I'm just wondering: am I one of the few people left in the world who has an imagination? I can't believe this is so, because I seem to meet so many wonderfully imaginative people all the time (through blogs and books and articles and at teacher conferences and art galleries, etc.). However, I am beginning to think that perhaps we are an endangered species. Perhaps I'm just living on my own little island in the Galapagos, or something, and think that the whole world is full of giant tortoises when there are really less than 10,000 of us in the world.
Well, yes, as a matter of fact, I have been watching movies (having DVR-ed practically to the max while we take advantage of the free movie channels Bob managed to get for us for three months when he was negotiating with Direct TV). Glad you asked. Some of you may recall that I'm not a big fan of extraordinarily graphic movies. What's really annoying, though, is that so many movies I've seen that have come out in the past five years are ones that inspire "fan-dom" on my part, so then I end up being torn, having to say things like "Pan's Labyrinth was a brilliant movie. I loved it -- well, except for all that hideous violence." or "Well, Deception was just terrific, so much better than I expected. However, I couldn't have gone to see it alone. I needed someone who was willing to keep his eyes open throughout the whole thing, to let me know such minor things as who actually ended up dead."
And that's one of the major problems with all this violence, isn't it? The most recent "great but horrible" movie I've seen is Eastern Promises. It did not start off well, as a man gets killed in a hideously violent way in the very beginning, and I had to close my eyes. Not a great way to begin a film that is full of mystery and intrigue: not being sure yet who the "good guys" and "bad guys" are and whether or not this man you think is about to be killed is going to turn out to be a major character in the film. If you shut your eyes, you have no idea if he really did get his head cut off with a barber's razor or if he managed to escape and cut someone else's throat with it. Why would a director/producer want to do that to the viewer?
We Galapagos tortoises really just don't need that graphic detail, and there are some things in life we'd rather not see. All you need do is show me the razor poised at the man's throat. Then, you can show me a body posed face down by the barber's chair, those who weren't killed standing over it, so I know exactly what happened. I can fill in the slit throat, the blood, etc. myself (which is what I ended up doing anyway, since my eyes were shut).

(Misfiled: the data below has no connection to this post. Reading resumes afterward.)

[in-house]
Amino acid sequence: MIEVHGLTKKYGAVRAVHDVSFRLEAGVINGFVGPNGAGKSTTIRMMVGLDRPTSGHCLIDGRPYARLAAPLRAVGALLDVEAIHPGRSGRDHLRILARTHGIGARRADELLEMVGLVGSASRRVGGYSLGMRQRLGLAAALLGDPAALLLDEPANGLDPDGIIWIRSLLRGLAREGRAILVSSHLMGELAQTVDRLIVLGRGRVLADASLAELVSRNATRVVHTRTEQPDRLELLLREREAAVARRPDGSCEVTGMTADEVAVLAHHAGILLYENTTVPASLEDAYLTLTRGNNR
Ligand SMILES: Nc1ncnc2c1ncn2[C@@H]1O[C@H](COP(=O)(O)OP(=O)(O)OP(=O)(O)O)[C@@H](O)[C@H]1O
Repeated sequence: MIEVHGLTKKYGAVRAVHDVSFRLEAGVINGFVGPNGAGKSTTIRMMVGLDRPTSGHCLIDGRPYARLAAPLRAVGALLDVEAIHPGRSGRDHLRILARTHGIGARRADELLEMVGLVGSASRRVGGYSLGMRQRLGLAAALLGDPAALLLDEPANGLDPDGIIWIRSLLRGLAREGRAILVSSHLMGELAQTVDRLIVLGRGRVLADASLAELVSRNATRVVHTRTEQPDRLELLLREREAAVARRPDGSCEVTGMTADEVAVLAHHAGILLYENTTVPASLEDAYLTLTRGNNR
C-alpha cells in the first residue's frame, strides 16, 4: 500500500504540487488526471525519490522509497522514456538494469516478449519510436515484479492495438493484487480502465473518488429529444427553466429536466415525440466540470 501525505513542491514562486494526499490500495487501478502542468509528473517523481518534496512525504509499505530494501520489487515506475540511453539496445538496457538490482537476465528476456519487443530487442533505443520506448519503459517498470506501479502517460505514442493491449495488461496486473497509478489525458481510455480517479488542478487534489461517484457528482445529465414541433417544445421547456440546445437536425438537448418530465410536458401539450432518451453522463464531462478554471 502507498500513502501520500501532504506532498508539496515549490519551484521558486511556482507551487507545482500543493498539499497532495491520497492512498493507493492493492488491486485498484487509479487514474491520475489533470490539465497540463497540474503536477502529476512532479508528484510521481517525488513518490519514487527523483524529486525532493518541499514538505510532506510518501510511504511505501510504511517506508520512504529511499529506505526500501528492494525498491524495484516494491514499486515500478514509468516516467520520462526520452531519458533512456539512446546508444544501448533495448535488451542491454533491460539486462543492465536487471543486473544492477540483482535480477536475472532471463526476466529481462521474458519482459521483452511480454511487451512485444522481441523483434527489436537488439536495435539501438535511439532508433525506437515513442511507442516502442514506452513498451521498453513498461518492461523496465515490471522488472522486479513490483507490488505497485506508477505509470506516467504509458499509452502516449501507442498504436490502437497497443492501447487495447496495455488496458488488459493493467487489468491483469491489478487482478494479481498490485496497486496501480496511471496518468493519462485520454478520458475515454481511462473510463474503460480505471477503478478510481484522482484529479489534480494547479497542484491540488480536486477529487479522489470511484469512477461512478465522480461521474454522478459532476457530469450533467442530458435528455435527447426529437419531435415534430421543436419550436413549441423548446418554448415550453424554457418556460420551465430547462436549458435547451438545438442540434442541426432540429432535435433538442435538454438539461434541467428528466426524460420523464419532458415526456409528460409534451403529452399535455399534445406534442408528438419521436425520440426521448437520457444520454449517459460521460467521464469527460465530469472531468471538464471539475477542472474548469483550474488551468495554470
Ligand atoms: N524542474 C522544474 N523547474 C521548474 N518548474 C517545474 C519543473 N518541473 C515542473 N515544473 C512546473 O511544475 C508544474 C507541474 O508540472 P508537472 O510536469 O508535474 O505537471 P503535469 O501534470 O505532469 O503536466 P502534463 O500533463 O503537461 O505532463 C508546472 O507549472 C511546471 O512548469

Then there was the cutting off of the fingers scene. It seems no movie today is complete without either a hideous torture scene or someone losing fingers or both. (I'm waiting for Ratatouille II to come out with its scene in which the rat loses all his fingers.) One of the characters in the movie is told about the little operation that is about to be performed and is warned that he'd better leave the room. Couldn't the movie audience have been spared as well? Or couldn't we at least just have been shown the finger-cutting tool without having to see it in action?
As far as I'm concerned, all that graphic detail ruined an absolutely brilliant movie. It was: fantastic premise; lush cinematography; ironic juxtaposition, beautifully crafted; and superbly acted, not a weak character in the whole thing. I'm not even someone who considers myself to be extraordinarily squeamish. I've seen my fair share of brutal films in my life (like A Clockwork Orange and the original Mad Max. Remember that wonderful scene at the end, when Max throws the guy a saw -- I won't spoil it for those of you who haven't seen it? Well, that's the sort of "suggestion" that's now missing from movies. Today, we would have seen exactly what happened to that guy, leaving nothing up to the imagination), but movie-makers seem to be trying to outdo themselves with horrible gore. You know how bad Eastern Promises was, because even Bob, who will usually sit through anything and claim it wasn't as bad as I think it was, noted it was one of the most violent movies he's ever seen.
When I was a teen, I used to read books and be somewhat afraid to go see the movie, but that didn't stop me from heading out to the movie theater to see the likes of The Amityville Horror or The Shining. 99% of the time, I'd come away from the movie, saying to my friends "It wasn't as bad as I'd imagined it reading the book. They never show all the worst stuff." I don't think I could say that anymore. We've reached some turning point in which it seems the focus is often "the worst stuff." I'm convinced it's because we are no longer a society of readers. We spend our lives having everything laid out in plain view for us, and we've lost our ability to be shown a murder weapon, to see a victim, and to be able to put two and two together to figure out what happens. Yes, movie-makers are going for shock value, but I also think they feel it's necessary to portray exactly what happens, because either they don't have the imagination to do otherwise, or they don't believe their audience does. One more reason to forgo the movie for the book (as if I needed that).
Now, if you'll excuse me, it's time for this tortoise who could easily give a human child a ride on its hard, humped shell to head down to the water for a little deep sea diving. The water is crystal clear, and I'm lumbering through the sand to get there. (Apologies to all those of you who needed a video in order to picture that.)